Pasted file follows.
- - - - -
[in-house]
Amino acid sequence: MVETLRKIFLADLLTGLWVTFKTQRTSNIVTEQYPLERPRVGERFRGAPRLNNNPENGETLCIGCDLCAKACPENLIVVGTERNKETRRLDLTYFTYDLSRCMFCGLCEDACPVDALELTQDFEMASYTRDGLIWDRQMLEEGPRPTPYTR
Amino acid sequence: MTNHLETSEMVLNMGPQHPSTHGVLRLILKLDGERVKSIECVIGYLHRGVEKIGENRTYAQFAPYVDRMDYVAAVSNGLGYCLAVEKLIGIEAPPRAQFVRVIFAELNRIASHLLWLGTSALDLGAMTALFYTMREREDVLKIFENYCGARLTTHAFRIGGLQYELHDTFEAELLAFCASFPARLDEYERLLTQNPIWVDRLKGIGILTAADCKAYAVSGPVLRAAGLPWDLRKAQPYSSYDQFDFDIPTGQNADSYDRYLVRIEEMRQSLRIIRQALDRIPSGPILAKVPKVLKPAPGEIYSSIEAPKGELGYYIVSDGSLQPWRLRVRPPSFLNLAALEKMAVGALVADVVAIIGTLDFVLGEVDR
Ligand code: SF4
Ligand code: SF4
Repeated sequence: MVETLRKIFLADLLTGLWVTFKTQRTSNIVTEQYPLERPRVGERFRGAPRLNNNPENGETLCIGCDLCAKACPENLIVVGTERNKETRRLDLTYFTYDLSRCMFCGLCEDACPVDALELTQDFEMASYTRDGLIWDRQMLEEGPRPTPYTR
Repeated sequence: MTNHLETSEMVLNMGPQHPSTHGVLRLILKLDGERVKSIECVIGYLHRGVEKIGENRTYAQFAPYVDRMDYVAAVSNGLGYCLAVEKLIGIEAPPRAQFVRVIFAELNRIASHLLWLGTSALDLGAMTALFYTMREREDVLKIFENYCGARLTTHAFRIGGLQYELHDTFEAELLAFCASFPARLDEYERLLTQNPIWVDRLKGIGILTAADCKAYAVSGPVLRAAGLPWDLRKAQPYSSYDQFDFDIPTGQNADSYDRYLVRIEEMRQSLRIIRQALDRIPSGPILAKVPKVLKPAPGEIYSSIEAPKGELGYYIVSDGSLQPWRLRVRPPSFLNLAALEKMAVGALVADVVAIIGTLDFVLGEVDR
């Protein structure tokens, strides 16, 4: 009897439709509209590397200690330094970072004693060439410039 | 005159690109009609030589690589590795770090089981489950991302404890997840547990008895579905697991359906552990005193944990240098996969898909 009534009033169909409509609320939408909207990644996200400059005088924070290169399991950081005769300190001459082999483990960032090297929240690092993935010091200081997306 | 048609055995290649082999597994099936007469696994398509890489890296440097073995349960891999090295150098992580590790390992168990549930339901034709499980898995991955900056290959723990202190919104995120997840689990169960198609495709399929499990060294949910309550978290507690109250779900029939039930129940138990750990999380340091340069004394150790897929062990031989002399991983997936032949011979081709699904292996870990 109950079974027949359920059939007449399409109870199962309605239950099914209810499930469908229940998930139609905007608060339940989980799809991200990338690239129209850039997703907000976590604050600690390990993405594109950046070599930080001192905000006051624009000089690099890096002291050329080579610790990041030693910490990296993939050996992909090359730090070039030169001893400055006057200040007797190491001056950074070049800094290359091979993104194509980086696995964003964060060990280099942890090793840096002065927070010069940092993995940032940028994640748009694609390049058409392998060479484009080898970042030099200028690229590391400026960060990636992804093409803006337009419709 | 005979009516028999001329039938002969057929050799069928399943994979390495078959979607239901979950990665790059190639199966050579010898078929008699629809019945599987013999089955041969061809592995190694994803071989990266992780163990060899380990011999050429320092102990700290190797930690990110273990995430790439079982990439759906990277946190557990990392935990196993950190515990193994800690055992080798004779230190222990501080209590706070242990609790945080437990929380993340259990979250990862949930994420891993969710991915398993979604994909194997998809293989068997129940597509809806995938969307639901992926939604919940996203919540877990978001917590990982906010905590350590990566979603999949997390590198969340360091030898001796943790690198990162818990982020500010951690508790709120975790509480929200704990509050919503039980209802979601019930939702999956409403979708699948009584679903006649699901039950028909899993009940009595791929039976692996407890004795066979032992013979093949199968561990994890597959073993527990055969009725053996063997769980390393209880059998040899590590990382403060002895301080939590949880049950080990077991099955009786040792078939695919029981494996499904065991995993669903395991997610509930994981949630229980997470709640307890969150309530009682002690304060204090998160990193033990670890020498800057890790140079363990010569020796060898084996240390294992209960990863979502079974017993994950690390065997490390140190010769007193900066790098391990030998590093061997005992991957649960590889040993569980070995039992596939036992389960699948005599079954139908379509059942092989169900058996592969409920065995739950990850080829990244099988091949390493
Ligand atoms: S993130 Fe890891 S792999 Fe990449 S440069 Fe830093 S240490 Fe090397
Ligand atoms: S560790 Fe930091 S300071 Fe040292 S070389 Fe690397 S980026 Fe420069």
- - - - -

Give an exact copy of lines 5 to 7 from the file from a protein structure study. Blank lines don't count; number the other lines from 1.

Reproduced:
Ligand code: SF4
Repeated sequence: MVETLRKIFLADLLTGLWVTFKTQRTSNIVTEQYPLERPRVGERFRGAPRLNNNPENGETLCIGCDLCAKACPENLIVVGTERNKETRRLDLTYFTYDLSRCMFCGLCEDACPVDALELTQDFEMASYTRDGLIWDRQMLEEGPRPTPYTR
Repeated sequence: MTNHLETSEMVLNMGPQHPSTHGVLRLILKLDGERVKSIECVIGYLHRGVEKIGENRTYAQFAPYVDRMDYVAAVSNGLGYCLAVEKLIGIEAPPRAQFVRVIFAELNRIASHLLWLGTSALDLGAMTALFYTMREREDVLKIFENYCGARLTTHAFRIGGLQYELHDTFEAELLAFCASFPARLDEYERLLTQNPIWVDRLKGIGILTAADCKAYAVSGPVLRAAGLPWDLRKAQPYSSYDQFDFDIPTGQNADSYDRYLVRIEEMRQSLRIIRQALDRIPSGPILAKVPKVLKPAPGEIYSSIEAPKGELGYYIVSDGSLQPWRLRVRPPSFLNLAALEKMAVGALVADVVAIIGTLDFVLGEVDR